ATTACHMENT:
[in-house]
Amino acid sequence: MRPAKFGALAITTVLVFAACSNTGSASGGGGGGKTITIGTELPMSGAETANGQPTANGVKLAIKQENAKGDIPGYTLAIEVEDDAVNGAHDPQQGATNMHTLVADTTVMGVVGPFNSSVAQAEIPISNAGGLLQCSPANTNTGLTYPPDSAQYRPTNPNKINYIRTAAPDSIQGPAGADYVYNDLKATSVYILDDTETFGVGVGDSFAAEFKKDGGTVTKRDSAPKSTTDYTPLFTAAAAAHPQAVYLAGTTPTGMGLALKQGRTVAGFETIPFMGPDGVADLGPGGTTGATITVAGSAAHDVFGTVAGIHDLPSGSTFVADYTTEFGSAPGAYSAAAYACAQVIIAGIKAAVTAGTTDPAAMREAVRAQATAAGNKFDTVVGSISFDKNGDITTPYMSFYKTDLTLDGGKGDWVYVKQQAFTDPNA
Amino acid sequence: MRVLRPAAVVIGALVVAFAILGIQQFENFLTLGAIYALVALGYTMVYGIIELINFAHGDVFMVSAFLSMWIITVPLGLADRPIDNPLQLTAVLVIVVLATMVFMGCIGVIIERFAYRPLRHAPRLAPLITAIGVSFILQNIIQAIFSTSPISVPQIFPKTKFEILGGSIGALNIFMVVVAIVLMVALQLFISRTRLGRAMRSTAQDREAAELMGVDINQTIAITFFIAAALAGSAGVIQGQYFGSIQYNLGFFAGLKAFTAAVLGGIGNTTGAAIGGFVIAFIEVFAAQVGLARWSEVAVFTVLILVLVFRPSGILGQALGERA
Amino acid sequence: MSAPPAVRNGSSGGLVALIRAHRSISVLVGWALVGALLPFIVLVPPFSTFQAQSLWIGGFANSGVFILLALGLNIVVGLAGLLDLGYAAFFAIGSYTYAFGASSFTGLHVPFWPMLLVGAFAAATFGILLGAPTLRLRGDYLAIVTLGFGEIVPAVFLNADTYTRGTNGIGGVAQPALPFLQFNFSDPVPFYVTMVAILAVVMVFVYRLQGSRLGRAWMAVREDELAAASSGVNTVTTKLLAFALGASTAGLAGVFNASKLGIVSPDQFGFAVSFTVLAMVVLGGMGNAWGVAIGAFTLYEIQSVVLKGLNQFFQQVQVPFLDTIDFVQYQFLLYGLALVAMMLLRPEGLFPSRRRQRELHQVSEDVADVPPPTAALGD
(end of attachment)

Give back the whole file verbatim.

[in-house]
Amino acid sequence: MRPAKFGALAITTVLVFAACSNTGSASGGGGGGKTITIGTELPMSGAETANGQPTANGVKLAIKQENAKGDIPGYTLAIEVEDDAVNGAHDPQQGATNMHTLVADTTVMGVVGPFNSSVAQAEIPISNAGGLLQCSPANTNTGLTYPPDSAQYRPTNPNKINYIRTAAPDSIQGPAGADYVYNDLKATSVYILDDTETFGVGVGDSFAAEFKKDGGTVTKRDSAPKSTTDYTPLFTAAAAAHPQAVYLAGTTPTGMGLALKQGRTVAGFETIPFMGPDGVADLGPGGTTGATITVAGSAAHDVFGTVAGIHDLPSGSTFVADYTTEFGSAPGAYSAAAYACAQVIIAGIKAAVTAGTTDPAAMREAVRAQATAAGNKFDTVVGSISFDKNGDITTPYMSFYKTDLTLDGGKGDWVYVKQQAFTDPNA
Amino acid sequence: MRVLRPAAVVIGALVVAFAILGIQQFENFLTLGAIYALVALGYTMVYGIIELINFAHGDVFMVSAFLSMWIITVPLGLADRPIDNPLQLTAVLVIVVLATMVFMGCIGVIIERFAYRPLRHAPRLAPLITAIGVSFILQNIIQAIFSTSPISVPQIFPKTKFEILGGSIGALNIFMVVVAIVLMVALQLFISRTRLGRAMRSTAQDREAAELMGVDINQTIAITFFIAAALAGSAGVIQGQYFGSIQYNLGFFAGLKAFTAAVLGGIGNTTGAAIGGFVIAFIEVFAAQVGLARWSEVAVFTVLILVLVFRPSGILGQALGERA
Amino acid sequence: MSAPPAVRNGSSGGLVALIRAHRSISVLVGWALVGALLPFIVLVPPFSTFQAQSLWIGGFANSGVFILLALGLNIVVGLAGLLDLGYAAFFAIGSYTYAFGASSFTGLHVPFWPMLLVGAFAAATFGILLGAPTLRLRGDYLAIVTLGFGEIVPAVFLNADTYTRGTNGIGGVAQPALPFLQFNFSDPVPFYVTMVAILAVVMVFVYRLQGSRLGRAWMAVREDELAAASSGVNTVTTKLLAFALGASTAGLAGVFNASKLGIVSPDQFGFAVSFTVLAMVVLGGMGNAWGVAIGAFTLYEIQSVVLKGLNQFFQQVQVPFLDTIDFVQYQFLLYGLALVAMMLLRPEGLFPSRRRQRELHQVSEDVADVPPPTAALGD